Transferred 100 miles to give birth - Becca's story

Becca's waters broke unexpectedly at 26 weeks, this is the story of her pregnancy and the experience of being transferred to a hospital 100 miles away.

At 11 weeks and 6 days into my pregnancy I had a bleed.

I was rushed to our local hospital, Northampton General. The lady in the back of the ambulance said to me; “It is what it is”. My whole body was aching and I didn't want to lose this miracle. As we got to the hospital I thanked the ambulance crew for taking me and my boyfriend. They all wished us the best of luck - it was surreal.

I went in and a blood test was taken. The following day for my scan, I was still bleeding and worried. My heart was in my throat thinking about all the bad possibilities. We finally left the hospital at 1 am and got home with no sleep.

My brother picked us up in the car and took us to the ultrasound department, we were all so nervous. I had to turn away while the nurse scanned my belly.

Baby wearing oxygen in neonatal care

And, suddenly, there was our baby.

My nurse said my placenta is low, which is what caused the bleed, but she also said that it will correct itself. We left beaming: my pregnancy was okay!

Some days I felt fine, other days I felt dreadful, and I only had morning sickness once (I’ll never like orange juice again). We found out at 20 weeks we were expecting a baby girl. But by 26 weeks, I felt really bad. My back was in so much pain but I continued and still went to work. Half an hour into my shift, I went to the toilet to see there were clots and blood. I panicked and phoned my midwife. She told me to get straight to the hospital.

My partner had the green notebook and off we went (again). I got to the hospital shaking and in pain. The doctor examined me and said I was 3cm dilated and my waters had gone. I was in so much panic when the doctor said there wasn't the equipment at this hospital to help my baby and we would need a transfer. I wanted to stay where I was, but also to make sure that we could get the best care for our baby.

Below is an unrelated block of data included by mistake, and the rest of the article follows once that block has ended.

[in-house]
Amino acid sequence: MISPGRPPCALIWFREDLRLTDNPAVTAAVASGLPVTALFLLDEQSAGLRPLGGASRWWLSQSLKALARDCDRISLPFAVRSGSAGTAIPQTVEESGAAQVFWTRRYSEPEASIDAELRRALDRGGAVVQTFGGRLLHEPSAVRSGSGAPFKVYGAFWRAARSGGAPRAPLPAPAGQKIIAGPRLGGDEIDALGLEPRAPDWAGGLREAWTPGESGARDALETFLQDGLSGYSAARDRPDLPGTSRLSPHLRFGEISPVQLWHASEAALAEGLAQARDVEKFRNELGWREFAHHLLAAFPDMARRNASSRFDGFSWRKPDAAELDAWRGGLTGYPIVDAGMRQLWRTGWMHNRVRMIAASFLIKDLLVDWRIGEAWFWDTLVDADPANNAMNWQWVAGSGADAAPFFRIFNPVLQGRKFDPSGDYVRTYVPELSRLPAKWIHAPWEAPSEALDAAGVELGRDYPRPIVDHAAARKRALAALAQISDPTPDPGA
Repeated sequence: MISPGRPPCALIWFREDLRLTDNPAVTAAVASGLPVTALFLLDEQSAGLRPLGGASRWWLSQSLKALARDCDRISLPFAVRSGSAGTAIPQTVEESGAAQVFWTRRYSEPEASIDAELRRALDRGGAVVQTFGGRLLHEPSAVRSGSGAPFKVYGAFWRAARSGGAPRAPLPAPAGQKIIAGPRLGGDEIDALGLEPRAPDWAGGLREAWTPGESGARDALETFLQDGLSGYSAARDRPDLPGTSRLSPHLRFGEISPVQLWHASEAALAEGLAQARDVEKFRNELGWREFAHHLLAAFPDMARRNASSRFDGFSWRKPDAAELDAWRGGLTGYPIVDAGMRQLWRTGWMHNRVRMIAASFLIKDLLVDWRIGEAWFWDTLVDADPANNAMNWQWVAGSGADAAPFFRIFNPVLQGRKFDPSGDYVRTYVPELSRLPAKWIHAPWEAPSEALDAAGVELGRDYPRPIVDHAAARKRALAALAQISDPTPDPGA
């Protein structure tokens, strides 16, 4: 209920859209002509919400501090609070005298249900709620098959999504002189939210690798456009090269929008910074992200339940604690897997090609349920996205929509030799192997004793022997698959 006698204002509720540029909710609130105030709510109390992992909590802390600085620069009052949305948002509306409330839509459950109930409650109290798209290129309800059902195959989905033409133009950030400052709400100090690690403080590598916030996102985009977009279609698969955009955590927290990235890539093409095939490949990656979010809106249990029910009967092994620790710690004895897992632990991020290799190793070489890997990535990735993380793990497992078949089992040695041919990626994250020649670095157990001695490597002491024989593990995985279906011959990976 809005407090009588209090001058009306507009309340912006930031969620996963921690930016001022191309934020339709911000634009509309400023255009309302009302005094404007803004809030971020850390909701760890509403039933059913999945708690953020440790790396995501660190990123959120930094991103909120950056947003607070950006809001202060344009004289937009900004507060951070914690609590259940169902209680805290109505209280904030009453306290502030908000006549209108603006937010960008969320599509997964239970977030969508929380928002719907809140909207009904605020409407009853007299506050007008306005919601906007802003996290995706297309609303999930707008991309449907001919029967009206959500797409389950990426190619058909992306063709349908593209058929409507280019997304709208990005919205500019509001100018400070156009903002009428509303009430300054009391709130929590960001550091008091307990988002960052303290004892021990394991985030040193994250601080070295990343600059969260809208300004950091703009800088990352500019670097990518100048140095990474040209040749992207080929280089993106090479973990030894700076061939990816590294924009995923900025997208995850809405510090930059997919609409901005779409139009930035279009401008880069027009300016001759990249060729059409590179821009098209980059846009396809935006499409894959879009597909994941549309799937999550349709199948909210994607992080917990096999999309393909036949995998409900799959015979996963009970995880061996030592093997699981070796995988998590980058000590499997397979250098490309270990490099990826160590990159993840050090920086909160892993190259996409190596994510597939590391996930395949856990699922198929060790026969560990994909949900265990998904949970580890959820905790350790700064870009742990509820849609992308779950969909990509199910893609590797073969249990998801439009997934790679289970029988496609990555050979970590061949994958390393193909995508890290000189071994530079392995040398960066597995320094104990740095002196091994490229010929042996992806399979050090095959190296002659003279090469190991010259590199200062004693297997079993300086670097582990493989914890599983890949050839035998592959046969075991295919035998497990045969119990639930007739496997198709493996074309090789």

I had a steroid injection to help and a magnesium drip. By that evening we were being transferred to Stoke-on-Trent, which is around 100 miles away.

My thoughts were all panicked because we really didn't know what was going to happen. We arrived at Stoke-on-Trent Hospital where I had three days of pushing with nothing but pain.

On the third day, the baby's heart rate dropped. I was rushed into theatre for an emergency c-section.

When I woke up, wow! I felt like I was hit by a bus. But I finally had my miracle, born 9th June 2019 at 11.14 am. She has been fighting ever since.

My experience on the neonatal unit is one I’ll never forget. There’s so much noise from all the ringing of the machines, I was suffering from an infection from the C-section and my baby had to have a small operation from having air on her lungs.

mum holding her premature baby in her arms in hospital

On top of everything going on, my partner didn't even get much time off work, though we explained about the issue. He was gutted to leave us behind. We stayed connected through texting and phone calls. Some family members visited and my best friend, Charlotte, helped me a lot in this time by staying two nights with me in a family room in Stoke-on-Trent.

When we were allowed to leave the neonatal unit, we were nervous but couldn’t wait to travel back home!

My baby is now a healthy 18.2 lb girl called Alanna Amelia who loves to listen away to music 💙

mum, dad and their baby daughter smiling